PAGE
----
April 2019: All the films coming your way!

Want to know what’s coming to a cinema near you this April? Look no further…


Pet Sematary (Kevin Kolsch and Dennis Widmyer)

Stephen King fans continue to be cinematically spoilt with yet another adaptation from the writer’s beloved catalogue. Amid high expectations, the film has come under fire for a spoiler-tasctic trailer and a major plot altercation from the book that we shan’t give away here.


A Clockwork Orange (Stanley Kubrick)

Based on the eponymous novel by Anthony Burgess, Stanley Kubrick’s despotically violent dystopian classic shocked audiences back in 1971 and continues to horrify today. This re-release offers fresh eyes the chance to experience the film on the big screen.

Happy as Lazzaro (Alice Rohrwacher)

Rohrwacher secured Best Screenplay at Cannes for this Italian crime drama. A Netflix distribution, the film concerns the trials of kindly peasant Lazzaro (Adriano Tardiolo) and his family when they wind up involved in the ‘Great Swindle’ of a tobacco baroness.

Holy Lands (Amanda Sthers)

Tom Hollander and Jonathan Rhys Meyers co-star in this English language debut from Sthers. In the lead, James Caan plays Harry Rosenmerck, an Ashkenazi Jewish American who abandons a job in cardiology to become a pig farmer in Nazareth.

Last Breath (Richard Da Costa and Alex Parkinson)

Startling survival documentary about a deep sea diver who finds himself stranded on the sea bed with just five minutes of oxygen in his tank and no hope for survival.

Missing Link (Chris Butler)

An all-star cast lend their voices to this latest from Kubo and the Two Strings producers Laika. Hugh Jackman is Sir Lionel Frost, an explorer recruited by Zach Galifianakis’ Mr. Link to find his long-lost relatives in the fabled valley of Shangri-La. With Zoe Saldana and Emma Thompson.

Nervous Translation (Shireen Seno)

Newcomer Jana Agoncillo impresses here as shy, uneasy eight-year-old Yael. Set in the Philippines, 1987, Nervous Translation explores what happens when the real world encroaches on a little girl’s self-imposed isolation. Themes of innocence and childhood uncertainty abound.

Peppa Pig: Festival of Fun (Neville Astley, Mark Baker, Joris van Hulzen and Sarah Roper)

Celebrating fifteen years of Peppa Pig, this Festival of Fun offers youngsters the chance to enjoy ten brand new episodes on the big screen. Peppa and George will splash in the mud, whilst Grandpa Pig celebrates his birthday.

Romeo Akbar Walter (Robbie Grewal)

Indian espionage from the studio behind Padmaavat. Based on the story of ex-RAW agent Ravindra Kaushik, a key figure in 1970s India.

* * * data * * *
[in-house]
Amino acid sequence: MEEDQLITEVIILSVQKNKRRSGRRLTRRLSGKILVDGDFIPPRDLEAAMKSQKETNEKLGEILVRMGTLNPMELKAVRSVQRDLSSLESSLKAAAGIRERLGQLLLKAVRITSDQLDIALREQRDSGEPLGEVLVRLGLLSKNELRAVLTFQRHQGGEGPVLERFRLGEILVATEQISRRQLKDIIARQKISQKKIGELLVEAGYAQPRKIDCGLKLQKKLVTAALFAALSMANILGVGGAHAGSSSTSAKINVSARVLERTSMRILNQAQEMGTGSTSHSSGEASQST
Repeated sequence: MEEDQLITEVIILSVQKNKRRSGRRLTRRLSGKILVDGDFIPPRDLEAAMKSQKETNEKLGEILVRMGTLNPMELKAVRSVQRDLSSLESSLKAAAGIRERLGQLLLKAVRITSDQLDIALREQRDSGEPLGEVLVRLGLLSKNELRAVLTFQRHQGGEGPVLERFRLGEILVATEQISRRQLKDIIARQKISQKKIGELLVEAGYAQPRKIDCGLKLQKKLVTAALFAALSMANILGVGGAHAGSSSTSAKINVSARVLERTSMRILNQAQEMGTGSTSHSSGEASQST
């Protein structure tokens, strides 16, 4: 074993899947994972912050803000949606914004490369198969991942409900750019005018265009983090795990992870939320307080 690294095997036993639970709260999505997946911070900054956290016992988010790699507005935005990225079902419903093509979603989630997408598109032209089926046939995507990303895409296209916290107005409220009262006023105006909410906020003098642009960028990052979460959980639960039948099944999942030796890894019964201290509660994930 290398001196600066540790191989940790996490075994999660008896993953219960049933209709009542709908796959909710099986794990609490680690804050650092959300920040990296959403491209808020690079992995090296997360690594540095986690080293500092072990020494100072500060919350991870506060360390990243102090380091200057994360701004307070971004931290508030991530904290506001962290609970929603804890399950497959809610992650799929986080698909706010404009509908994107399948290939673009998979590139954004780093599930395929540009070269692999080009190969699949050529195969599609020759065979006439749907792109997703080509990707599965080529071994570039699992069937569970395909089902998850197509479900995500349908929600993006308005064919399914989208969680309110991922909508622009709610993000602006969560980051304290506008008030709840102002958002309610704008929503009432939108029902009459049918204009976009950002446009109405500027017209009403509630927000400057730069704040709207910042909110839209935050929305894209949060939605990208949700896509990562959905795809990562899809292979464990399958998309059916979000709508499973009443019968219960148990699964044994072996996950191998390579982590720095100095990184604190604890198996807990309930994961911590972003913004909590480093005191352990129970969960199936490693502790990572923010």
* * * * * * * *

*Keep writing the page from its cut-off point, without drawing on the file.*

Shazam! (David F. Sandberg)

DC are riding high, having finally given up on their muddled cinematic universe. Aquaman was a mega-hit at the end of last year and Shazam! is expected to follow suit. Crucially, this is a superhero film that remembers to have fun. With Zachary Levi.

The Keeper (Marcus H. Rosenmuller)

Bert Trautmann made an incredible transition in the 1940s. An Iron Cross winning Nazi, Trautmann’s arrest by the allies saw him wind up in a Lancashire POW camp on the end of the war. Remarkably, within months, he had been scouted as a prestigious footballing talent, leading to a ten year stint at Manchester City, a broken neck and an OBE. This is his story.

The Sisters Brothers (Jacques Audiard)

Darkly comic Western from the award-winning director of Dheepan in his English-language debut. John C. Reilly and Joaquin Phoenix lead as infamous 1850s hitmen brothers Eli and Charlie Sisters. With Jake Gyllenhaal, Riz Ahmed and Rebecca Root.


Wonder Park (Dylan Brown)

When creative youngster June discovers an incredible theme park hidden in the local woods, it’s not long before she discovers that it spawned from her own imagination. With the park falling into disarray, June must team up with resident animals – voiced by the likes of Mila Kunis and John Oliver – to set it back on track.


Hellboy (Neil Marshall)

After 2008’s Hellboy sequel failed to reap a third for Guillermo del Toro and company, a whole new team have come together for Neil Marshall’s reboot. David Harbour replaces Ron Perlman as Hellboy, the demon turned government employee, working from a script by Andrew Cosby. Milly Jovovich co-stars as the ancient sorceress Hellboy must battle to save the world.